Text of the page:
You can read an ongoing novel-style log over here. Be sure to venture elsewhere around there also and maybe even join the community.

  11. Squire James says:

    I guess I don’t have to tell you “never give your NPC’s, friendly or otherwise, an item you don’t mind being in the hands of a PC”. Funny how those items end up on a PC’s character sheet, right?

    You know, for some reason I’m not so stingy when it comes to XP. Somehow, the idea of a level 4/10 Fighter/Warlord of Doom* PC rampaging the countryside with a +2 keen bastard sword doesn’t bother me as much as a level 3 Fighter doing the same thing! My main problem is explaining why these two characters are about one year apart in age…

    * This prestige class, though cool-sounding, is purely fictional.

  12. Viktor says:

    The problem is, D&D is unbalanced if you don’t give out magic correctly. The fighter /needs/ those magic items to compete with a CR appropriate challenge, while the Wizard is fine with or without. Look at Vow of Poverty in the Book of Exalted Deeds. If your players don’t have benefits /at least/ that good at each level from magic items(ignoring the feats), then certain classes will be overpowered. Not that certain classes aren’t automatically overpowered (compare a Druid with no items to a full-wealth Monk), but items are at least somewhat of a balancing factor.

  13. Corsair says:

    I think the issue is not the presence of magical items but the fact that every time they were going to have a major encounter, he took his vorpal sword in hand, and one two, one two, and through and through, the vorpal sword went snicker snack, and they leave it dead, and with it’s head they galumph back.

  14. Hal says:

    Yeah, it really was just horrible, horrible coincidence.

    Incidentally, if I’d given Beck a vorpal blade, he’d have more kills to his name than the rest of the party combined. It was weird.

  15. Viktor says:

    True, but that is the vorpal enhancement being useless 95% of the time, and ungodly the other 5%. It’s poorly designed, and serves no purpose in the hands of an NPC. I chalk it up to the “WotC couldn’t make a good game to save their life” syndrome and put that enhancement in the same bin as Incantrix, Diplomacy, and the CWar Samurai.

    Also, Hal, I want your die and a vorpal shiv for my Paladin to use. That would make him even more awesome than he is already.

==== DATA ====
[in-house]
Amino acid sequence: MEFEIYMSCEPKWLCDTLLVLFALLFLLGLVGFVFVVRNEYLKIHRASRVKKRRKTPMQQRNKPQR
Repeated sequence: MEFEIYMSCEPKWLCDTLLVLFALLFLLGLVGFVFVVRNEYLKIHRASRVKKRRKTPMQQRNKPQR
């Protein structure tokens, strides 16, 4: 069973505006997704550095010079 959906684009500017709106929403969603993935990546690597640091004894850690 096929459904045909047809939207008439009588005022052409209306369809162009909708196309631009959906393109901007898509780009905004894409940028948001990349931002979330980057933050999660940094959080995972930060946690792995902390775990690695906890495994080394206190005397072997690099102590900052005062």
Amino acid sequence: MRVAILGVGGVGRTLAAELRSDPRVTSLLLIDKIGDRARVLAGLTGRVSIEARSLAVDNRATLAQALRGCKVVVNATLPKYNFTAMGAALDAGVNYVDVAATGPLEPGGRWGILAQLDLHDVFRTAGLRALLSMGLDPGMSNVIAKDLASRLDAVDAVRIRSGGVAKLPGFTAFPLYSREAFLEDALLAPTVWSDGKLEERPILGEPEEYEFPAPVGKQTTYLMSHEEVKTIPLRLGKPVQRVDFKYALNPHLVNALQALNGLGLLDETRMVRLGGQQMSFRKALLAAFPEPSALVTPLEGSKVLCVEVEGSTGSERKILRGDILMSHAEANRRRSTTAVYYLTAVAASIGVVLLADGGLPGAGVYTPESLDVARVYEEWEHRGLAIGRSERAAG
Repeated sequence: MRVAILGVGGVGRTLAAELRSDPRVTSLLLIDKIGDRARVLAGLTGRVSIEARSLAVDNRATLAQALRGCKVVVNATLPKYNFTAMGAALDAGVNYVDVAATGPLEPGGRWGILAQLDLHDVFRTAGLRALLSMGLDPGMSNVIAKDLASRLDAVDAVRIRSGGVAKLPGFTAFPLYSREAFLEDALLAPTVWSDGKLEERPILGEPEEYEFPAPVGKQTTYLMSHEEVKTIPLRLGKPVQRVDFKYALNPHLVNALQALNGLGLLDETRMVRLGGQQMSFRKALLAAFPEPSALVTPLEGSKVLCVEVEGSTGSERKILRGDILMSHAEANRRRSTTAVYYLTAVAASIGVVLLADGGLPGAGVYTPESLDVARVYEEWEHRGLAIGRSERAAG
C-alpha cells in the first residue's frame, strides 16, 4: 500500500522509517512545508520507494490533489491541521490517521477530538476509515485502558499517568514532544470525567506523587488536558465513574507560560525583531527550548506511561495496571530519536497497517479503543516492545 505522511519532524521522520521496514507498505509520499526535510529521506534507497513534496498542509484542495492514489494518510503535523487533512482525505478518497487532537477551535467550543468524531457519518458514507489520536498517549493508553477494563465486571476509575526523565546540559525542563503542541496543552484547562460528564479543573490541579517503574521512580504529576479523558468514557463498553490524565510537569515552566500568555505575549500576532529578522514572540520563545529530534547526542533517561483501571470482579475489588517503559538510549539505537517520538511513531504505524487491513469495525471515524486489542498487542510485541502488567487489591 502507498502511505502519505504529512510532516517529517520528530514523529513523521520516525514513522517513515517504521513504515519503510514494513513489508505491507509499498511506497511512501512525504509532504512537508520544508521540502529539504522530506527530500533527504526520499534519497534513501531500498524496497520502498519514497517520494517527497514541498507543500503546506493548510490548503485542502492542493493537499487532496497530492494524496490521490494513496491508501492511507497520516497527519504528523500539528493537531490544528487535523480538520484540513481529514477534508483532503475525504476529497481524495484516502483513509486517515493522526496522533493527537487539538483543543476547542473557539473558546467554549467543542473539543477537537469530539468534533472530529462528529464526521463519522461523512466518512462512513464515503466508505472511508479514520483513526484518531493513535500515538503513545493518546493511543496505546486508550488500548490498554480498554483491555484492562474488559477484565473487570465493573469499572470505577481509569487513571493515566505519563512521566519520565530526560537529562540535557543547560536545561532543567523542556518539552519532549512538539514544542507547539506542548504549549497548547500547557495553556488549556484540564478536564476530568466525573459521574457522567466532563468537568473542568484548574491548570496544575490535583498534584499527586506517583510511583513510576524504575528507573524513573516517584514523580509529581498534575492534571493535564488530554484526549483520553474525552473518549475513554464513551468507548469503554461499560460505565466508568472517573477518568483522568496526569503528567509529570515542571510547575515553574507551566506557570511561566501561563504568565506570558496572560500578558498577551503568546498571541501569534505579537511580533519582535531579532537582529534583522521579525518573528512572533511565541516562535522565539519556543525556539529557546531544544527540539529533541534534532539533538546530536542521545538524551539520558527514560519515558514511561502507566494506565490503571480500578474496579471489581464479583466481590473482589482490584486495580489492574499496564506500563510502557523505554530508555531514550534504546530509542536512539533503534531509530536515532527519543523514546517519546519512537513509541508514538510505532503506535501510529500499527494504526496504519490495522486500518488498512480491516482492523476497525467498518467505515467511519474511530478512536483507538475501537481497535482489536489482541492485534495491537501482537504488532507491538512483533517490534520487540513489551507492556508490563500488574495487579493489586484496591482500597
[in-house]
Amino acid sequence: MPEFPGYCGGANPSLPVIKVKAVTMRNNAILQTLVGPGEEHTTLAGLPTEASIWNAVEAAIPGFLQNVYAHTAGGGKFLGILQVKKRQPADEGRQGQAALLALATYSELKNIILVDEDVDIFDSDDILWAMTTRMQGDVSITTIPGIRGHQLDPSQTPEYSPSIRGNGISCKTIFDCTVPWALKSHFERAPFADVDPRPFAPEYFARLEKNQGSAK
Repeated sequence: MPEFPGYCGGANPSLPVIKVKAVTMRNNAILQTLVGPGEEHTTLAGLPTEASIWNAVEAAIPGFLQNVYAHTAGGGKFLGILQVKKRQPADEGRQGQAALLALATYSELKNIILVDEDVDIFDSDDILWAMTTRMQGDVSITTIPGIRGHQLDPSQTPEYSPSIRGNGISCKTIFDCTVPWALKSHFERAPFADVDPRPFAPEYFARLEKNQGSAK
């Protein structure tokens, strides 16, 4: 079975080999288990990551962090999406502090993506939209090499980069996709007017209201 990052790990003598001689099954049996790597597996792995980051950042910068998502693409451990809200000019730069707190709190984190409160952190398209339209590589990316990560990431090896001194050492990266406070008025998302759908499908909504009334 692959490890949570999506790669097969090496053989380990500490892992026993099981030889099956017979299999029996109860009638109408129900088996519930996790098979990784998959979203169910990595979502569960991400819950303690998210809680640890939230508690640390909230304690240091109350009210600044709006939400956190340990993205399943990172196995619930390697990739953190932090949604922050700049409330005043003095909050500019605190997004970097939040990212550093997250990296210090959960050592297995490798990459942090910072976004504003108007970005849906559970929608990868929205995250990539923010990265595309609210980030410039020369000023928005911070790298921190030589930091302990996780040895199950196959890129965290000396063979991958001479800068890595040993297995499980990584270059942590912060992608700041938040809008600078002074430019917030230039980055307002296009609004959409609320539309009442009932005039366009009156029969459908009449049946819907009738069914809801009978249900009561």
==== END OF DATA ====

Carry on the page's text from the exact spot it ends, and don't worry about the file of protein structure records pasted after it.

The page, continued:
16. Hal says:

    The funny thing is, everyone who played Beck during combat had a high frequency of crits when they rolled for him. It was so bizarre. My players kept complaining that I’d only given him a puny d6 rapier.

    He also had a tendency to roll 1’s for damage when he critted. It happened often enough that it became a running gag as to how successfully pitiful he was in combat.

  17. Dan Hemmens says:

    I don’t know if this was due to chance or if the campaign is more deterministic than it seemed.

    Any “prewritten” campaign – be it one you bought from a publisher, one you got from some guy on the internet, or one you lovingly planned out in advance, is going to be deterministic. If you’ve got a Big Bad who the players are going to defeat in the climax, along with a bunch of ways the players can get the stuff they need to defeat the big bad, the campaign is always going to basically boil down to the players getting the stuff and defeating the guy. The rest is all just detail.

Leave a Reply

Comments are moderated and may not be posted immediately. Required fields are marked *

*
*

Thanks for joining the discussion. Be nice, don't post angry, and enjoy yourself. This is supposed to be fun.

You can enclose spoilers in <strike> tags like so:
<strike>Darth Vader is Luke's father!</strike>

You can make things italics like this:
Can you imagine having Darth Vader as your <i>father</i>?

You can make things bold like this:
I'm <b>very</b> glad Darth Vader isn't my father.

You can make links like this:
I'm reading about <a href="http://en.wikipedia.org/wiki/Darth_Vader">Darth Vader</a> on Wikipedia!

You can quote someone like this:
Darth Vader said <blockquote>Luke, I am your father.</blockquote>